Last month, a reader asked why his cows might have shorter gestations than he expected. I am not sure that I can provide the exact reason for his cows, but it is a great opportunity to talk about gestation length.
The average length of gestation in Holsteins is just about 278-279 days, with heifer gestation times being slightly shorter. Other common dairy breeds have longer gestations, with Brown Swiss being about the longest at around 287 days. Like all biological events, averages may not give much indication of how much natural variation there is around that mean value. A recently published study on Holsteins found the range of gestations was from 256 days to 296 days.
Gestation length is a heritable trait in cattle. In countries that have seasonal milking, like New Zealand, gestation length is included in some bull selection indices. There are a bunch of factors other than genetics that can affect gestation lengths. Cows that conceive in the fall had slightly shorter pregnancies than cows successfully bred in mid-winter. Pregnancies with twins are on average just about a week shorter than single births. With single births, the gestation period for bull calves tends to be about one day longer. As a general rule, average gestation length increases with the number of lactations. Summer heat can lead to shorter gestations. This shortening of gestation can be offset if evaporative cooling is provided to late pregnancy cows during hot weather.
As already mentioned, genetics plays a role in gestation length. Some bulls will give consistently shorter gestation lengths than average. This has a heritability of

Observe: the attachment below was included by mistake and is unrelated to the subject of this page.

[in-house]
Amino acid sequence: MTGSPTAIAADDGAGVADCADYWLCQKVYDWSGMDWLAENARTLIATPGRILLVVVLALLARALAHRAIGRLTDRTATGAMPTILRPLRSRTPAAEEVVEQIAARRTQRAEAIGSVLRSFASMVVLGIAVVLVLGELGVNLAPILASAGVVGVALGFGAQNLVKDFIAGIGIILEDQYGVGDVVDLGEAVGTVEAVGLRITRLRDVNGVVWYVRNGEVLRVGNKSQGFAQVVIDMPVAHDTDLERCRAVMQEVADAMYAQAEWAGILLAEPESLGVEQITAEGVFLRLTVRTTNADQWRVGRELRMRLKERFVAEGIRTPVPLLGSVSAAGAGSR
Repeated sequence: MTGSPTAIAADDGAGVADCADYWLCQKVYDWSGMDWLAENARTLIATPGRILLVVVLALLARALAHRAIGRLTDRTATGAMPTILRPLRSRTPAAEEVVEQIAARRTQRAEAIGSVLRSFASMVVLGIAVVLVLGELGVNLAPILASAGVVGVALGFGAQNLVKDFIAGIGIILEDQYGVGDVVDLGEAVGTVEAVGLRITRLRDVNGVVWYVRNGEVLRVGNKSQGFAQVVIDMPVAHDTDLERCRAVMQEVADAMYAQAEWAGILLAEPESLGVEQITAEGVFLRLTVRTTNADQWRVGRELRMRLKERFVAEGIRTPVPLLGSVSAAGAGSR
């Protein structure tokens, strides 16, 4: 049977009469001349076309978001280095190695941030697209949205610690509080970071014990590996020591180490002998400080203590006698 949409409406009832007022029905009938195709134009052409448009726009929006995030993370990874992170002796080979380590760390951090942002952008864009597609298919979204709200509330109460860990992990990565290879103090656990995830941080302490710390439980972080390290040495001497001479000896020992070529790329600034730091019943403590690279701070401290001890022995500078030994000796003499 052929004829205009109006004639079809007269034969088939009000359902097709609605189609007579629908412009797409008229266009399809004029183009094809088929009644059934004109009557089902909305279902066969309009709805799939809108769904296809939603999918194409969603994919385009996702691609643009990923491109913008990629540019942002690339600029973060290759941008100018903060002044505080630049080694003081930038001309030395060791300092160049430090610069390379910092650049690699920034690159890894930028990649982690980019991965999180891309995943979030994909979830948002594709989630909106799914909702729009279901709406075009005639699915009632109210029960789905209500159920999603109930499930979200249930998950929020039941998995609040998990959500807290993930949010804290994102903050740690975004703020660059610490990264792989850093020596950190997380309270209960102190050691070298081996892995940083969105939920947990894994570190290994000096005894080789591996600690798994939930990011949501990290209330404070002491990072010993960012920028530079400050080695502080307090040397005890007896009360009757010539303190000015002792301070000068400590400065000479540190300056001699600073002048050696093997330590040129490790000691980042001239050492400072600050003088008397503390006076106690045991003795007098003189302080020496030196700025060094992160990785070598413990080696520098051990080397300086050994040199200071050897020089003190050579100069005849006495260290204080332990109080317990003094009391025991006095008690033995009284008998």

33 % to 36%.
So what difference does having a shorter or longer gestation length really make? Even though gestation length is heritable, there does not seem to be a good body of evidence to determine what is the best gestation length for cow productivity, longevity or profitability. Cows with extremely short or long gestations tend to have poor calf survival rates. There is evidence that they can also be less productive in total milk, fat and protein. Cows with longer gestations are more likely to develop infections of their uterus.
A recently reported study of cows in Florida looked at the impact of three gestation periods: Shorter than 270 days, between 270 and 282 days, and longer than 282 days. Cows with pregnancies between 270 and 282 days had better health, better production and better reproduction.
Cows that had either longer or shorter gestations were more likely to have difficult births, stillbirths or uterine infections. The impact of a shorter pregnancy occurred in both first-calf heifers and cows but the impact of increasingly shorter gestation was more severe in cows than in first-calf heifers.
Cattle that had a shorter gestation were almost 40 % more likely to be culled earlier than cattle with an average length of pregnancy. There were similar adverse health consequences among cows with a longer gestation but those cows tended to have higher milk production. That production benefit was not seen in first-calf heifers with longer pregnancies.
Interestingly, these researchers found that the impact of gestation length extended to the calf born in that pregnancy too. Heifer calves born to cows that had gestation lengths in this average range were healthier (as measured by survival) and had better reproduction than heifers born after either a shorter or longer gestation period.
Dr. Robert Tremblay is a veterinarian for Boehringer-Ingelheim and lives near Guelph.